the spread of adjective-licensed "of"

Dennis Preston preston at MSU.EDU
Mon Jan 21 15:52:26 UTC 2008

You have reason Ron, as Troy Aikman revealed yesterday in the not
very surprising "Had they not of done..." with a very clearly
articulated "of." When it's a schwa, we might assume a "double
perfect " (Had they not have done...."), but the full form shows that
"of" is indeed becoming a verbal particle.


>---------------------- Information from the mail header
>Sender:       American Dialect Society <ADS-L at LISTSERV.UGA.EDU>
>Poster:       ronbutters at AOL.COM
>Subject:      Re: the spread of adjective-licensed "of"
>Both "of recent" and "how big of a" sound completely normal to me. I
>have heard both all my life & thought nothing odd about either one.
>Indeed, I have always assumed that "how big a" was just a shortened
>form of the FULL form with "of." Cf. the "to" in "help him (to)."
>I can't believe that actual research (as opposed to the mere
>reporting of transient impressions) will reveal anything odd or NEW
>here. Of course, since I am merely reporting my own transient
>impressions, maybe I am dead wrong. But isn't the burden of proof on
>those who are made the original claims?
>Sent from my Verizon Wireless BlackBerry
>-----Original Message-----
>From: "STAHLKE, HERBERT F" <hstahlke at BSU.EDU>
>Date:         Mon, 21 Jan 2008 00:17:42
>Subject:      Re: [ADS-L] the spread of adjective-licensed "of"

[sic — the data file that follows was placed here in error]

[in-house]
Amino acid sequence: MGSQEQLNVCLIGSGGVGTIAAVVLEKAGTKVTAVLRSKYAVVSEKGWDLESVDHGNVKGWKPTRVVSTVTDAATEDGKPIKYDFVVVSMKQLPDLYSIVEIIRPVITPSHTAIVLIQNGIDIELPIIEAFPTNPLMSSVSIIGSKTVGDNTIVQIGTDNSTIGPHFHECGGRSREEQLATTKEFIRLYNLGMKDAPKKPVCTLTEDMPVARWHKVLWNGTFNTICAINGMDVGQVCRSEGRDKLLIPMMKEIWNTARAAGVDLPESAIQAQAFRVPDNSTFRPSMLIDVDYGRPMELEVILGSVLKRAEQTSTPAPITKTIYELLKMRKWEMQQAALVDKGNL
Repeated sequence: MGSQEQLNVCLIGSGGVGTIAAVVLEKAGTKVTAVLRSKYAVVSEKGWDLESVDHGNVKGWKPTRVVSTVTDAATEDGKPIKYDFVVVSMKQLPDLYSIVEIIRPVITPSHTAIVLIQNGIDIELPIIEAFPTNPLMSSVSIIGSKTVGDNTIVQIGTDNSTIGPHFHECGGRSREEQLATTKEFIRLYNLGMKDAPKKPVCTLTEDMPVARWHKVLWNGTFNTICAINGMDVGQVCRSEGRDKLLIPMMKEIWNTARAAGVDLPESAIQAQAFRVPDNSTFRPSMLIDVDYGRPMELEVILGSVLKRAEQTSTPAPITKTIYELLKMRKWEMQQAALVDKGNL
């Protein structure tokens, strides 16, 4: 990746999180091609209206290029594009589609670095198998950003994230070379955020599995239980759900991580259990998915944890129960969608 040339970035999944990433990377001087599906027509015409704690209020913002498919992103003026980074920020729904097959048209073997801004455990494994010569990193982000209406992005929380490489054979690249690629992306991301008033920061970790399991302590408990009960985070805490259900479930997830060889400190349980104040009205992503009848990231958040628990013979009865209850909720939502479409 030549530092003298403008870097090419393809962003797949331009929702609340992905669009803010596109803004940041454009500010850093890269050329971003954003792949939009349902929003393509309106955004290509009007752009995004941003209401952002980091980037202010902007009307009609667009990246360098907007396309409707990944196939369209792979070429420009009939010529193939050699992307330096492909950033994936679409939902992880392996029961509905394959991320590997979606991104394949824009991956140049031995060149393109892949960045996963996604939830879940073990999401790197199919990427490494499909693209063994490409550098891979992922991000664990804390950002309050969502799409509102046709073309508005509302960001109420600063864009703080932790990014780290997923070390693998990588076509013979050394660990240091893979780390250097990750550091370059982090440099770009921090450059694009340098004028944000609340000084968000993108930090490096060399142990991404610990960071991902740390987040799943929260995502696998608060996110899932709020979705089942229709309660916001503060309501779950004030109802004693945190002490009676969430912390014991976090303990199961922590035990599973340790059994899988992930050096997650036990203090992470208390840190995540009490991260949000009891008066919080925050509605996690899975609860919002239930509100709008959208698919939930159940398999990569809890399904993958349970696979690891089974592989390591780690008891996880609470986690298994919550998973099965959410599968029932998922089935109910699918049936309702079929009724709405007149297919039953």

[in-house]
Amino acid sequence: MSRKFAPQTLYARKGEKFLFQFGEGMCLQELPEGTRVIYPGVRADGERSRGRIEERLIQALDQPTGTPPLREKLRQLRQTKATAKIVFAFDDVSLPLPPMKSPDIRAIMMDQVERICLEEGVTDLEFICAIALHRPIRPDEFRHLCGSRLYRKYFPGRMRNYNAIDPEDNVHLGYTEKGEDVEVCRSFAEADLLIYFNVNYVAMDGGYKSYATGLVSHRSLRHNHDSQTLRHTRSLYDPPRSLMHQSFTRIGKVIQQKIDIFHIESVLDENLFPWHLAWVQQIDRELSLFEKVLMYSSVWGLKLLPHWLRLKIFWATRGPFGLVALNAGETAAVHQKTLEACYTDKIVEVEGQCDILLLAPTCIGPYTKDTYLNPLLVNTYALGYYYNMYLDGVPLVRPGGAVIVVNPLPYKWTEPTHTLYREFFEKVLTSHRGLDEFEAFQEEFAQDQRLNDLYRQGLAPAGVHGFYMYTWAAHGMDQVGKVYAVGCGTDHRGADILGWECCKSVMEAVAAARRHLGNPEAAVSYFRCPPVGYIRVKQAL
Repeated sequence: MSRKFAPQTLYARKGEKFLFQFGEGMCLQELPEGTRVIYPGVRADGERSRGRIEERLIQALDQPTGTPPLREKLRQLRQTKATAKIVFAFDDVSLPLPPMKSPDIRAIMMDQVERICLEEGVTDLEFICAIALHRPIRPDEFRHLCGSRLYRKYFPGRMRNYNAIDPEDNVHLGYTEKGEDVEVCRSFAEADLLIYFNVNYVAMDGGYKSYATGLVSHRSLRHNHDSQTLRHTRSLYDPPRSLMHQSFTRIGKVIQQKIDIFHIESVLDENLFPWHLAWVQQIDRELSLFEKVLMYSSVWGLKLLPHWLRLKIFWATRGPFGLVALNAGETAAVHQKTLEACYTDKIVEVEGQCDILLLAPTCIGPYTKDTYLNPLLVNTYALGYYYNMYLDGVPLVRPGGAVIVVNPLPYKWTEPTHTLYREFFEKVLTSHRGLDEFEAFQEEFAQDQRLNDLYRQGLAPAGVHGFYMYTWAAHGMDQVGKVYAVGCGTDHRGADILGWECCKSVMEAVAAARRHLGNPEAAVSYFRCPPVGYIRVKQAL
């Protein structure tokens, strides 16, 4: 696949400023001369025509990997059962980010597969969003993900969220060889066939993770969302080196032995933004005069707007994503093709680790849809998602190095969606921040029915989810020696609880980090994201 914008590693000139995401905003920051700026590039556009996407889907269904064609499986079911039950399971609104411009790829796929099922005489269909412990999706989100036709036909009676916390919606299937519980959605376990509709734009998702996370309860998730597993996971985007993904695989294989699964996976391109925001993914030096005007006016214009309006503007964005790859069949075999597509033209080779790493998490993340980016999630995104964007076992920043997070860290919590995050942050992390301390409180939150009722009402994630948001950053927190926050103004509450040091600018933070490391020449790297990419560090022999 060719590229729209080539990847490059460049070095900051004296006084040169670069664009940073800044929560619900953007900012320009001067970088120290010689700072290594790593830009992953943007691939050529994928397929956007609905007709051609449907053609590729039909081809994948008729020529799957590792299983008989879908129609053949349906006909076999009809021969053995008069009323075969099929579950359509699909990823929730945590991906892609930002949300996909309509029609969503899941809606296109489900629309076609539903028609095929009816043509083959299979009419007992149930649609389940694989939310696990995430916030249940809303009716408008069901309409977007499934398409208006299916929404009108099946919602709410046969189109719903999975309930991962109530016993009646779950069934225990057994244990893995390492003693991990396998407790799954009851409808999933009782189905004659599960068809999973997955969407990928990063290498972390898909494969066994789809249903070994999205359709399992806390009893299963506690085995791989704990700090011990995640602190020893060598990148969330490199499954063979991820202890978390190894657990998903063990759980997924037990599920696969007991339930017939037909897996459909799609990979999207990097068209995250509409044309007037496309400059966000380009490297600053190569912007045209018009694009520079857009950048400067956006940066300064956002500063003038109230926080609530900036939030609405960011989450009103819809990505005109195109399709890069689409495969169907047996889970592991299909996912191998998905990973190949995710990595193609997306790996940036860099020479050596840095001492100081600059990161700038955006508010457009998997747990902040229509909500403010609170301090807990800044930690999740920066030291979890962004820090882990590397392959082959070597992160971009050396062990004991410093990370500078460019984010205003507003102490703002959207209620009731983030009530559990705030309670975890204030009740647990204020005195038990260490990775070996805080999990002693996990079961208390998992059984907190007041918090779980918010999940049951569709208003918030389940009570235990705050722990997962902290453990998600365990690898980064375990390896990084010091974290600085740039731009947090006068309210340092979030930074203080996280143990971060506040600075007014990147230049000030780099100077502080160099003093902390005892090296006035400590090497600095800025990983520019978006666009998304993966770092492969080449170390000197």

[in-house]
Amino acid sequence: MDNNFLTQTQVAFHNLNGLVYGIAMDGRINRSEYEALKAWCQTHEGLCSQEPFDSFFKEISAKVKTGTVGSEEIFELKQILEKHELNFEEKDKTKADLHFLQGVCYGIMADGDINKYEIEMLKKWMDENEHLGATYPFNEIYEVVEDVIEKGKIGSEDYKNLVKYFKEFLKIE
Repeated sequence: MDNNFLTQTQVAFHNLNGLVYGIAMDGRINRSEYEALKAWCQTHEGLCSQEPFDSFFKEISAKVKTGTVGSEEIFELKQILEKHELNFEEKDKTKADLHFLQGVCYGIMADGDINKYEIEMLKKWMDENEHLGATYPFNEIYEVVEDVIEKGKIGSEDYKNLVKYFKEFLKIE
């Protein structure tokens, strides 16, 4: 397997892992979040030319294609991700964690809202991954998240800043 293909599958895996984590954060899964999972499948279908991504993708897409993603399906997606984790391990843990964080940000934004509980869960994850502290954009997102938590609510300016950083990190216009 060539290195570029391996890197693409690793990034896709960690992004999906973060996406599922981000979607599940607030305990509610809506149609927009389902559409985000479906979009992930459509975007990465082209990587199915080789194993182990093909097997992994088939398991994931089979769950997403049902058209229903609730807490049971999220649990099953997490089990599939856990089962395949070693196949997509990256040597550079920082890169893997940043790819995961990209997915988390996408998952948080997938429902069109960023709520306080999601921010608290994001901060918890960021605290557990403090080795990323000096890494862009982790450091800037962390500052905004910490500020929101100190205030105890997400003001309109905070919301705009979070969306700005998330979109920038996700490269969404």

>I'm copying my reply to you because ADS-L has not be accepting my
>postings now for several years, even when I've changed addresses.
>I'm wondering if "of recent" isn't along the lines of "of a Monday," the
>latter now archaic and/or regional.
>The "of a" you illustrate strikes me as related to another @(v) I've
>observed.  In clauses like
>If he had been there.
>What I hear often is "if he'd /@@/ been there."  The lengthened schwa is
>almost two syllables in speech.  One of the schwa's is clearly the
>reduction of "have," but the other can't be that.  I also get it and
>hear it sometimes in the declarative "He'd /@@/ been there if it hadn't
>@ rained."  The schwa in this conditional seems to be the same thing as
>the first of the schwas in the main clause.  I don't have a description
>of this phenomenon, but there is clearly something going on that
>reanalyzes both "have" and "of."
>---------------------- Information from the mail header
>Sender: American Dialect Society
>Poster: Laurence Horn
>Subject: the spread of adjective-licensed "of"
>I'm sure Arnold has a better label for this construction, which we've
>discussed here in the past. What struck me today was the proximity
>of two occurrences, one in print that suggests the occurrence of the
>"adjective-of-a" construction (what some might consider epenthetic
>"of") that has moved beyond the colloquial into at least semi-formal
>style, as seen in this headline in an Allstate ad on the back cover
>of today's NYT Week in Review:
>How long of a retirement should you plan for?
>Somehow I wouldn't bat my eye at a sportscaster wondering on the air,
>"How long of a run was that?", but the occurrence in a newspaper ad
>seems a bit odder.
>The other intrusive prep. occurs in spoken and indeed sportscasterese
>register (from the broadcast of today's AFC championship game on
>CBS), but what's interesting is the construction itself, which seems
>pretty foreign to me, although obviously interpretable:
>The guy who's really putting this team over the top of recent is
>Hard to search "of recent" on google for obvious reasons, but I'm
>guessing it could be a nonce blend of "recently" + "of late".
>The American Dialect Society -
>The American Dialect Society -

Dennis R. Preston
University Distinguished Professor
Department of English
Morrill Hall 15-C
Michigan State University
East Lansing, MI 48864 USA

The American Dialect Society -

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